The older you get, the more important these visits are. 

"As we grow older, however, we become more prone to conditions associated with aging. At this point, it's more critical than ever to make sure you're taking care of your teeth to prevent tooth loss. Certain medical conditions and medications could change the way you need to care for your mouth," says Mohelicki.

Regular dentist visits will help you get the professional guidance you need to care for your mouth, especially as your health changes.

While visiting the dentist becomes more and more important as we age, it's also beneficial for children and teens.

"Preventative dentistry is beneficial for all ages — even children. Having regular, thorough cleanings by a dentist can help children keep their plaque buildup at bay. Additionally, it can also make them more likely to not have major dental problems as they grow older.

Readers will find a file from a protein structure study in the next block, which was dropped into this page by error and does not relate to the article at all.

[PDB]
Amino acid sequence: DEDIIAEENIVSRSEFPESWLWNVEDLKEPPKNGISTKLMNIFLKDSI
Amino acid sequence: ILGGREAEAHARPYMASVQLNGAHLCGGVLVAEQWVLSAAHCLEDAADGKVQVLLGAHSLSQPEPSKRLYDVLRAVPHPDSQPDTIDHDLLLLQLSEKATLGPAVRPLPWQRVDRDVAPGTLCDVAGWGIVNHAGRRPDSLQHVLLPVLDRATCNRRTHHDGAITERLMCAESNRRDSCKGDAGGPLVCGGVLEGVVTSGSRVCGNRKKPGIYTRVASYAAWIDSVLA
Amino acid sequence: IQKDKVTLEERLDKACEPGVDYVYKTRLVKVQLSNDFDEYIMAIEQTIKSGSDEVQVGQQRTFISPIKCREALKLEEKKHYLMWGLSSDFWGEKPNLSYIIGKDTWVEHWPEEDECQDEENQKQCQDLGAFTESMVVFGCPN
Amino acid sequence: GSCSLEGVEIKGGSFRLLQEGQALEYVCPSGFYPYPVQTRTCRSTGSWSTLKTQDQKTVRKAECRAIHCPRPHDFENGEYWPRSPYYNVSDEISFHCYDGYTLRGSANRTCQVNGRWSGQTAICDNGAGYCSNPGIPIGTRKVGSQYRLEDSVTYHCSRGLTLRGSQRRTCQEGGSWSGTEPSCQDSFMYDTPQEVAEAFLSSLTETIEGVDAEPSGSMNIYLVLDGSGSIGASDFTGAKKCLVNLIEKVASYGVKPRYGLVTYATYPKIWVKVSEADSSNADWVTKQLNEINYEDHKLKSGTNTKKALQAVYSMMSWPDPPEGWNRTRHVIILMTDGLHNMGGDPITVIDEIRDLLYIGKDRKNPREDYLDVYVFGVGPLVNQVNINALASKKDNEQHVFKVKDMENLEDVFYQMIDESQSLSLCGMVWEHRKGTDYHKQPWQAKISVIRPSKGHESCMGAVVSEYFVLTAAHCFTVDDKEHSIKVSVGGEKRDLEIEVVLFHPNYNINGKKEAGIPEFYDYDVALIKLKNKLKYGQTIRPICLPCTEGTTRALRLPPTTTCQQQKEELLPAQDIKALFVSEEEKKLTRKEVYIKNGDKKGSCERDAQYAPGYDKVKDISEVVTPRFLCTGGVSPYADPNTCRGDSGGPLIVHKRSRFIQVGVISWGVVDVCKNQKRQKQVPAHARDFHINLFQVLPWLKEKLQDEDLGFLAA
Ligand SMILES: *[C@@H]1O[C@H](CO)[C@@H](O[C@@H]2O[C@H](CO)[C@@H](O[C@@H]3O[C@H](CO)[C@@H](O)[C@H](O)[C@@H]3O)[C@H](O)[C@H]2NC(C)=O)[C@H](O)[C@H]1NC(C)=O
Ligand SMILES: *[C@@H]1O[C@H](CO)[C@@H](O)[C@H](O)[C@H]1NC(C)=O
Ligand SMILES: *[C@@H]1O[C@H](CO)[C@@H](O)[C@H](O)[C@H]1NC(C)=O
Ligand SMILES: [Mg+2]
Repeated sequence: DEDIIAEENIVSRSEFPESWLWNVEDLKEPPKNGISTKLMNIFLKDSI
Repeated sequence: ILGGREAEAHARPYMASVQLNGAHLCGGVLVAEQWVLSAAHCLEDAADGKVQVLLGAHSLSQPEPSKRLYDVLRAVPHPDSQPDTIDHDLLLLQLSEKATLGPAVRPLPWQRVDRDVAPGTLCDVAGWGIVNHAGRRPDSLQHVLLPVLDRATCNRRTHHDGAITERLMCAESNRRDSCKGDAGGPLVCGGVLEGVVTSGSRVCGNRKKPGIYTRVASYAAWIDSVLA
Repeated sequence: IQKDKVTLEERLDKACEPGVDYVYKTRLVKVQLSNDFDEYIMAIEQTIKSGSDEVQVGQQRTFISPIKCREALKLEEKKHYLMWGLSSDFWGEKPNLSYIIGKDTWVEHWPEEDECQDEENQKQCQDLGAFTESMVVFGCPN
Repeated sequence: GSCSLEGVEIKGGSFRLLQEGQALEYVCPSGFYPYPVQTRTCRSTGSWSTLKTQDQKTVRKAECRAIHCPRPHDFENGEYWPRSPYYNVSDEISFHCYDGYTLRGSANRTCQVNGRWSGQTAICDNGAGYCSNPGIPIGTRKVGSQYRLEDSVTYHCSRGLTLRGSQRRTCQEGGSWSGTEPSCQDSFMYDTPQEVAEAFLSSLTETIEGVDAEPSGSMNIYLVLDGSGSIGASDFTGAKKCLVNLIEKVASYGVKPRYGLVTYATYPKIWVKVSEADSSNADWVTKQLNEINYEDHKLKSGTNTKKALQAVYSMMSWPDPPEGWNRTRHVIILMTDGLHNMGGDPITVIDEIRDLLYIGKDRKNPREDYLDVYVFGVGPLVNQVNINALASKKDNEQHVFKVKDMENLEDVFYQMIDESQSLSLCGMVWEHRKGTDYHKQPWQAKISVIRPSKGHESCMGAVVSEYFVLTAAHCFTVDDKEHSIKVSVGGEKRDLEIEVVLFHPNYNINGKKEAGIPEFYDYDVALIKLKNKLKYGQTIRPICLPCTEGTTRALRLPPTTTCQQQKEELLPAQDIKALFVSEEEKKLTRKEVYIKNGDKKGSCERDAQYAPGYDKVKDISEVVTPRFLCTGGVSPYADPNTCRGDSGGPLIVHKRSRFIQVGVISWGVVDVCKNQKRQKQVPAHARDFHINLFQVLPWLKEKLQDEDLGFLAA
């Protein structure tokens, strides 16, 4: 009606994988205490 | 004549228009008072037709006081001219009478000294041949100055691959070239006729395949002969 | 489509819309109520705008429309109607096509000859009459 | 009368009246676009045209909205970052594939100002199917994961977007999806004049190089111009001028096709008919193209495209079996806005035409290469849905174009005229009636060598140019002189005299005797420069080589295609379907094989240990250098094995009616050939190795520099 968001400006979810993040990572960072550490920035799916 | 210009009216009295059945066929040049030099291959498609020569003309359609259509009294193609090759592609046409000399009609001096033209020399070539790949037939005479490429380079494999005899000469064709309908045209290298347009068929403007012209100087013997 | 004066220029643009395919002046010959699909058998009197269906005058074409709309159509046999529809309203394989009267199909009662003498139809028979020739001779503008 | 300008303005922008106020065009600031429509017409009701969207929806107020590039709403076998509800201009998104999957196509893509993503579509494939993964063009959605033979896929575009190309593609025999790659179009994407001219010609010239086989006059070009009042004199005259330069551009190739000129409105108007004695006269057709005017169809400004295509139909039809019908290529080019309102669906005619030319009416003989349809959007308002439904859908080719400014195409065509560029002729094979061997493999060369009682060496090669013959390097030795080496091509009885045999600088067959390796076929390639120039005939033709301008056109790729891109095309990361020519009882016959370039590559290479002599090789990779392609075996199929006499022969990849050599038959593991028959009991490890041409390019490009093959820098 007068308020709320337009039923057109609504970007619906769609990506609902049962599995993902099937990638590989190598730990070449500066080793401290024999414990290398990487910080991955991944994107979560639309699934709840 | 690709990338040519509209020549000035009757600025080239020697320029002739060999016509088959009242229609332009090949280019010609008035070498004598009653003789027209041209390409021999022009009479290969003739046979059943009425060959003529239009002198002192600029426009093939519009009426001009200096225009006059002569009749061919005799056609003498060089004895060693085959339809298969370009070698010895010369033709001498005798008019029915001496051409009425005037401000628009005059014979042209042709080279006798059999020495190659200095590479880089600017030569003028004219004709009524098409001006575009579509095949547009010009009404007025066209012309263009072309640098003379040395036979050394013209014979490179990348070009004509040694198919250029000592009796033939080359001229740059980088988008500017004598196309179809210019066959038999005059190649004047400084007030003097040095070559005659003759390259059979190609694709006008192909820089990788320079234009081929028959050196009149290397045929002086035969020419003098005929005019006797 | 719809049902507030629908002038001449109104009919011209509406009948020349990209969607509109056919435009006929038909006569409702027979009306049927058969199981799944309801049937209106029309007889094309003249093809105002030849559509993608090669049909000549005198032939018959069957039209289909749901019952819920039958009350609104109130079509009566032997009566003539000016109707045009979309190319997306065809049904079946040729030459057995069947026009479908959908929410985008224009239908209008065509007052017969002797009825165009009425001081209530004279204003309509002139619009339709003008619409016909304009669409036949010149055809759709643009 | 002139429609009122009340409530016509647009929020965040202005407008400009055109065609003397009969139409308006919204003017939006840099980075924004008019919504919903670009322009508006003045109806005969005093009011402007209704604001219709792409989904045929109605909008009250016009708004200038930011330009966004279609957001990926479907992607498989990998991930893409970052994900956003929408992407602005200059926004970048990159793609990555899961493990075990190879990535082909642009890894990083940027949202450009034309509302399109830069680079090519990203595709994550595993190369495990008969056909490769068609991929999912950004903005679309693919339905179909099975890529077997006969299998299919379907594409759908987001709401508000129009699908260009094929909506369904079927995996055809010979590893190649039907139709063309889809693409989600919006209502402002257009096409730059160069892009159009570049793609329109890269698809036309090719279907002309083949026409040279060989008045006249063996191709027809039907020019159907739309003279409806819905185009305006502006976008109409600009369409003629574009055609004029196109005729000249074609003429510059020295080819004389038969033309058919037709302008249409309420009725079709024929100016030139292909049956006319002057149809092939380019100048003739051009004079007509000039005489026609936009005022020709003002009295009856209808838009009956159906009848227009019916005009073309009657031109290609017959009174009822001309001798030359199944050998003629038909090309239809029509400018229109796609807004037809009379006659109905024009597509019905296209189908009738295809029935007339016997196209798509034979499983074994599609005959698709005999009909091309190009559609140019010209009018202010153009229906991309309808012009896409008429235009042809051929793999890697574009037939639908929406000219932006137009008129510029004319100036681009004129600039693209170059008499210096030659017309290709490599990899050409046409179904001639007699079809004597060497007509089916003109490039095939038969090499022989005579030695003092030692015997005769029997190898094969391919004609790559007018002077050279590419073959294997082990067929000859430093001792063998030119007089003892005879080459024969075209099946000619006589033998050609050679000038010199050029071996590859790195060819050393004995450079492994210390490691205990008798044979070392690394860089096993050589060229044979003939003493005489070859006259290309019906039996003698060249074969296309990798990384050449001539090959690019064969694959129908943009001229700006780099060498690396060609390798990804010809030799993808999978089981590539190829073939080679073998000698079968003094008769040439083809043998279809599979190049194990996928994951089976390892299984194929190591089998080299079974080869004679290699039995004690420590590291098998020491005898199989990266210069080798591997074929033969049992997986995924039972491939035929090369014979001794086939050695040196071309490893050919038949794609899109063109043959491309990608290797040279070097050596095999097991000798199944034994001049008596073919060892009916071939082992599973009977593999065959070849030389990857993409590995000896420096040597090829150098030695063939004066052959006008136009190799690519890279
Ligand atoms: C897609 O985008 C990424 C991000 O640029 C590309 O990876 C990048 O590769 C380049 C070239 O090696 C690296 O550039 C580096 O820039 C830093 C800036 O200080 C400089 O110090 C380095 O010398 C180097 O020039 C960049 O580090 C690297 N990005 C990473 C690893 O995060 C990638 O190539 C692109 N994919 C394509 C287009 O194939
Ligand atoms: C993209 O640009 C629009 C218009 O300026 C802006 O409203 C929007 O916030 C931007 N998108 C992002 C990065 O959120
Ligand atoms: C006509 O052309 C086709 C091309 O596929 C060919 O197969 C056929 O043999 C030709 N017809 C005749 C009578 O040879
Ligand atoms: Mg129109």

Eventually, many children will need orthodontic care, and preventative dentistry works to make sure there’s a seamless transition into and out of braces for a lifetime of healthy smiles," says Mohelicki.

If you have kids, helping them practice good oral hygiene and helping them get used to seeing the dentist can help prevent needing more expensive dental care.

Taking care of your teeth by eating healthily, brushing, flossing, swishing, and visiting the dentist regularly will help your teeth last longer and help prevent future dental problems.